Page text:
The following section explains how to manually configure LVM for Red Hat Enterprise Linux. Because there are numerous ways to manually configure a system with LVM, the following example is similar to the default configuration done in Section 8.1 Automatic Partitioning.
On the Disk Partitioning Setup screen, select Manually partition with Disk Druid.
In a typical situation, the disk drives are new, or formatted clean. The following figure, Figure 8-2, shows both drives as raw devices with no partitioning configured.
The /boot/ partition cannot reside on an LVM volume group because the GRUB boot loader cannot read it.
Select /boot from the Mount Point pulldown menu.
Select ext3 from the File System Type pulldown menu.
Select only the sda checkbox from the Allowable Drives area.
Leave 100 (the default) in the Size (MB) menu.
Leave the Fixed size (the default) radio button selected in the Additional Size Options area.
Select Force to be a primary partition to make the partition be a primary partition. A primary partition is one of the first four partitions on the hard drive. If unselected, the partition is created as a logical partition. If other operating systems are already on the system, unselecting this option should be considered. For more information on primary versus logical/extended partitions, refer to the appendix section of the Red Hat Enterprise Linux Installation Guide.
Refer to Figure 8-3 to verify your inputted values:
Click OK to return to the main screen. The following figure displays the boot partition correctly set:
Once the boot partition is created, the remainder of all disk space can be allocated to LVM partitions. The first step in creating a successful LVM implementation is the creation of the physical volume(s).
Select physical volume (LVM) from the File System Type pulldown menu as shown in Figure 8-5.
You cannot enter a mount point yet (you can once you have created all your physical volumes and then all volume groups).
A physical volume must be constrained to one drive. For Allowable Drives, select the drive on which the physical volume are created. If you have multiple drives, all drives are selected, and you must deselect all but one drive.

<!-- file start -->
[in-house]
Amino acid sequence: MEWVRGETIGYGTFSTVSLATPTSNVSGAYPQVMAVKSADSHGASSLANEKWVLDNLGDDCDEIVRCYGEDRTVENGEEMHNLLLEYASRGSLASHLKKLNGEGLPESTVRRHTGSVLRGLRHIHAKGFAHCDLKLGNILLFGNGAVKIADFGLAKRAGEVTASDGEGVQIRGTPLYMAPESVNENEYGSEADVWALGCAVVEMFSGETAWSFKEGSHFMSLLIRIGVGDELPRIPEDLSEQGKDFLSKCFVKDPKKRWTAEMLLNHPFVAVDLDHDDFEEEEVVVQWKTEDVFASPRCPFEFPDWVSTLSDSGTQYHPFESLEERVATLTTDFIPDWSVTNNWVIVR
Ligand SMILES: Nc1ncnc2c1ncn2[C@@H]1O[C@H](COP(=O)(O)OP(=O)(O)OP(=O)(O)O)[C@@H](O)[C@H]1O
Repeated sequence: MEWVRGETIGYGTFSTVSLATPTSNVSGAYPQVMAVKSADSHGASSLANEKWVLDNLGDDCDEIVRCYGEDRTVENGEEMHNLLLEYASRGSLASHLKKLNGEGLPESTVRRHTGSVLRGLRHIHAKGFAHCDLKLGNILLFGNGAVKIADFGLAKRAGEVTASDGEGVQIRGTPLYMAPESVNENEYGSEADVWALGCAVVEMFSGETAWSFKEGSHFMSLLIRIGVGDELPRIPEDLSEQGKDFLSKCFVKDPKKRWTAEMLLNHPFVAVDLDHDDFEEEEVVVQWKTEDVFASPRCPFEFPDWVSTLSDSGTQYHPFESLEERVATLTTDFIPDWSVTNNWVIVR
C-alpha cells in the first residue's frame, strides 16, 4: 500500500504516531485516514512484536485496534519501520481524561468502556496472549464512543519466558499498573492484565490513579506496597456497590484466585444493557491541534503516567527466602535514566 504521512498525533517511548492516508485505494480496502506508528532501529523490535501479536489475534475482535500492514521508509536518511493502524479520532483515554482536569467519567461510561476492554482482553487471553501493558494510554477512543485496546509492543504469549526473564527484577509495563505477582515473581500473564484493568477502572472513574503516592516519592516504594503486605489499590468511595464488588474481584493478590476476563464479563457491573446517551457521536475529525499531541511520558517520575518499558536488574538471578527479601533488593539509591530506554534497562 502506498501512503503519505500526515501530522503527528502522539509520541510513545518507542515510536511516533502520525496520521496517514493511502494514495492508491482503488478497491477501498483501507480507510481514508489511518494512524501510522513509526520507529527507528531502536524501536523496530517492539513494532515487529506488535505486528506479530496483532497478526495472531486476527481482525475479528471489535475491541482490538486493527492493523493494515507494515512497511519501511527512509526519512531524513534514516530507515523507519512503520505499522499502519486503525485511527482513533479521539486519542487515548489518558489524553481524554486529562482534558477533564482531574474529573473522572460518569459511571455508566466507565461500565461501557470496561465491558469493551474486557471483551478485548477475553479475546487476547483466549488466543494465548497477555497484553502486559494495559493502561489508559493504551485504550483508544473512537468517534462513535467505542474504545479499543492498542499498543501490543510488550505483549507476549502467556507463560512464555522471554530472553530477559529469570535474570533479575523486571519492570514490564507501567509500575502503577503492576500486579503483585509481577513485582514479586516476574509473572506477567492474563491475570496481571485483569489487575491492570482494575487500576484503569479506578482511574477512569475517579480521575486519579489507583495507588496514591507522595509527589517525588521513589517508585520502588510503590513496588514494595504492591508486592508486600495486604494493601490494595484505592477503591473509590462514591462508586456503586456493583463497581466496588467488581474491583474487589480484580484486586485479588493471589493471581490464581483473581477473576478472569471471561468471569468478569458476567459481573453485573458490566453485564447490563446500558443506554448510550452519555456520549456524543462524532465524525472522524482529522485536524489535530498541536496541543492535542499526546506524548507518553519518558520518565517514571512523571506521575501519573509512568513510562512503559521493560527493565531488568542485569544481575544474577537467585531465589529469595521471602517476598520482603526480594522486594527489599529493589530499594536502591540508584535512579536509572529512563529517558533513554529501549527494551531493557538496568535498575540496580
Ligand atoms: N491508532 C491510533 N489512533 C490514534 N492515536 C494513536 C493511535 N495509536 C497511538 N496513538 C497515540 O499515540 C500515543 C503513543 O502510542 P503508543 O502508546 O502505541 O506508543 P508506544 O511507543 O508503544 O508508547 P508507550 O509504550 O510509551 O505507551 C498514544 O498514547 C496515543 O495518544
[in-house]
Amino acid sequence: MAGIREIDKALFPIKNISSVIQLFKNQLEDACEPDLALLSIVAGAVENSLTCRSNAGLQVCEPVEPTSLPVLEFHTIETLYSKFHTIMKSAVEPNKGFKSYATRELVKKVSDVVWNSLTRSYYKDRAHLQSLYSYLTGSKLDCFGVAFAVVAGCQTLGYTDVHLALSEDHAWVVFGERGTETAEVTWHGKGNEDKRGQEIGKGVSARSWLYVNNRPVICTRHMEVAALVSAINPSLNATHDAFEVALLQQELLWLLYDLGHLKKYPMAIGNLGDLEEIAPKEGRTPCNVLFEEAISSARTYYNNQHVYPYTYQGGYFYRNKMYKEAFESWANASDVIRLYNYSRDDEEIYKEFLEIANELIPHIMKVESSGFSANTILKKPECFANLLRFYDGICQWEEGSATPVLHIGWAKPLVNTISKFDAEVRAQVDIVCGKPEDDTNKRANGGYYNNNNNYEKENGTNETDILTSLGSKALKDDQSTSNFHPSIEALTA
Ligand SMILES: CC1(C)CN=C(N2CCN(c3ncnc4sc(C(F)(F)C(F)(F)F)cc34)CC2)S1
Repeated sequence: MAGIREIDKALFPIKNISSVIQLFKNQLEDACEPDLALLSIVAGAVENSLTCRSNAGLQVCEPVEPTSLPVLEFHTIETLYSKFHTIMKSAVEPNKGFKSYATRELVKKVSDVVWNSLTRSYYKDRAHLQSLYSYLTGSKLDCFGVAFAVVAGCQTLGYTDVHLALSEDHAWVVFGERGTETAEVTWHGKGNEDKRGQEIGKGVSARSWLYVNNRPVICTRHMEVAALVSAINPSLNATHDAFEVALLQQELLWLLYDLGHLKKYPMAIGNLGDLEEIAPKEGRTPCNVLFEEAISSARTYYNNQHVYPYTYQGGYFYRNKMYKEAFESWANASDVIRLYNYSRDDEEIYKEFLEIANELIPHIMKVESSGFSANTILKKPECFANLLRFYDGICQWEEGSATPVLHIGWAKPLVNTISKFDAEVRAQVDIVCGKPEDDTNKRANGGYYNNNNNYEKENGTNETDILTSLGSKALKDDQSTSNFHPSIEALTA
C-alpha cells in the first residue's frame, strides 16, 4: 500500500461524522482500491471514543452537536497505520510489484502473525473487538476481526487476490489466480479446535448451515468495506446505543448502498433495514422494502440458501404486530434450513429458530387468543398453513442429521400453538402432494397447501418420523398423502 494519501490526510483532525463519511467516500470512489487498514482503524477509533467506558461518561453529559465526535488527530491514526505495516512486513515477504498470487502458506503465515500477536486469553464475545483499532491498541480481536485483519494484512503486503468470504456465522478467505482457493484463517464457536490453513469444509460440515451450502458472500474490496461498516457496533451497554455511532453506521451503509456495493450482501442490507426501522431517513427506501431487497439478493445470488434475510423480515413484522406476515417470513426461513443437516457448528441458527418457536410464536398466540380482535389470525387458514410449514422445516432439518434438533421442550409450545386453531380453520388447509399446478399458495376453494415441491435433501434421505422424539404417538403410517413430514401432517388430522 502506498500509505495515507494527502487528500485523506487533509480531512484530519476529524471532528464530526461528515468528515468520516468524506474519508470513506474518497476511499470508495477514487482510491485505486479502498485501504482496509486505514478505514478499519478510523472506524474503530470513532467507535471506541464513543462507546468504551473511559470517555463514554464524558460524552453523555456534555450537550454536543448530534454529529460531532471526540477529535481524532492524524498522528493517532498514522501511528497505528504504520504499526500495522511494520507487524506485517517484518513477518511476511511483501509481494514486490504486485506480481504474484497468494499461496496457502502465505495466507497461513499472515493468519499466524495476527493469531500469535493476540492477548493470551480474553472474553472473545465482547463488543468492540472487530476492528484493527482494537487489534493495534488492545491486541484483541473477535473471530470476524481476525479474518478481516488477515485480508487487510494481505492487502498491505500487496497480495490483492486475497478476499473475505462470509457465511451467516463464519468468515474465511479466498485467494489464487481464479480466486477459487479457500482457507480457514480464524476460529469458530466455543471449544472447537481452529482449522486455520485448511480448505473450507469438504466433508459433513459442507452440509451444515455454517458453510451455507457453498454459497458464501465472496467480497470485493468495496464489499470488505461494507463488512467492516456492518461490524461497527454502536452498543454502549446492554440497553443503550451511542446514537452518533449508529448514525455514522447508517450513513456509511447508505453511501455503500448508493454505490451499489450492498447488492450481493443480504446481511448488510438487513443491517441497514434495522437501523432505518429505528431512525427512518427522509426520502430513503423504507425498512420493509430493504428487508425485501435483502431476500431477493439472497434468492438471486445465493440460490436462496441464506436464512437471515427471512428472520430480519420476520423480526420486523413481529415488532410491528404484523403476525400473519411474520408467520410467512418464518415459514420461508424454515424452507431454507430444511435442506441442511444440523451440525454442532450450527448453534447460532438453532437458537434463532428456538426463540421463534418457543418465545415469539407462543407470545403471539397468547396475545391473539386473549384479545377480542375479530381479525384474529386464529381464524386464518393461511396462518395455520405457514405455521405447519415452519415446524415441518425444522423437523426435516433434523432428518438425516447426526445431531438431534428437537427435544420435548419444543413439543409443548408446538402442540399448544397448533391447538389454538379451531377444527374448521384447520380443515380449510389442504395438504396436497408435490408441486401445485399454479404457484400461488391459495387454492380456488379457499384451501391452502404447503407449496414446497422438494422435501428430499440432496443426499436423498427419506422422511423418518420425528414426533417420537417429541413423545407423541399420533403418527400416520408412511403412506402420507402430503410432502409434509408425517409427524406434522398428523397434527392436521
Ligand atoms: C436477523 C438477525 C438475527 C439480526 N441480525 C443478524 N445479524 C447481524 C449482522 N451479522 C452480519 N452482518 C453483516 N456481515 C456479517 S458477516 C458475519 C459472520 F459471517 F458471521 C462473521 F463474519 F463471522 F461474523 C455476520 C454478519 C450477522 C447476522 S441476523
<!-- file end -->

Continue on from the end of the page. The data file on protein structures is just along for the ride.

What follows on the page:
Enter the size that you want the physical volume to be.
Select Fixed size to make the physical volume the specified size, select Fill all space up to (MB) and enter a size in MBs to give range for the physical volume size, or select Fill to maximum allowable size to make it grow to fill all available space on the hard disk. If you make more than one growable, they share the available free space on the disk.
Select Force to be a primary partition if you want the partition to be a primary partition.
Click OK to return to the main screen.
Repeat these steps to create as many physical volumes as needed for your LVM setup. For example, if you want the volume group to span over more than one drive, create a physical volume on each of the drives. The following figure shows both drives completed after the repeated process:
Once all the physical volumes are created, the volume groups can be created:
Click the LVM button to collect the physical volumes into volume groups. A volume group is basically a collection of physical volumes. You can have multiple logical volume groups, but a physical volume can only be in one volume group.
There is overhead disk space reserved in the logical volume group. The summation of the physical volumes may not equal the size of the volume group; however, the size of the logical volumes shown is correct.
Change the Volume Group Name if desired.
All logical volumes inside the volume group must be allocated in physical extent units. By default, the physical extent is set to 32 MB; thus, logical volume sizes must be divisible by 32 MBs. If you enter a size that is not a unit of 32 MBs, the installation program automatically selects the closest size in units of 32 MBs. It is not recommended that you change this setting.
Select which physical volumes to use for the volume group.
Create logical volumes with mount points such as /, /home/, and swap space. Remember that /boot cannot be a logical volume. To add a logical volume, click the Add button in the Logical Volumes section. A dialog window as shown in Figure 8-8 appears.
Repeat these steps for each volume group you want to create.
You may want to leave some free space in the logical volume group so you can expand the logical volumes later. The default automatic configuration does not do this, but this manual configuration example does — approximately 1 GB is left as free space for future expansion.
Click OK to apply the volume group and all associated logical volumes.
The following figure shows the final manual configuration: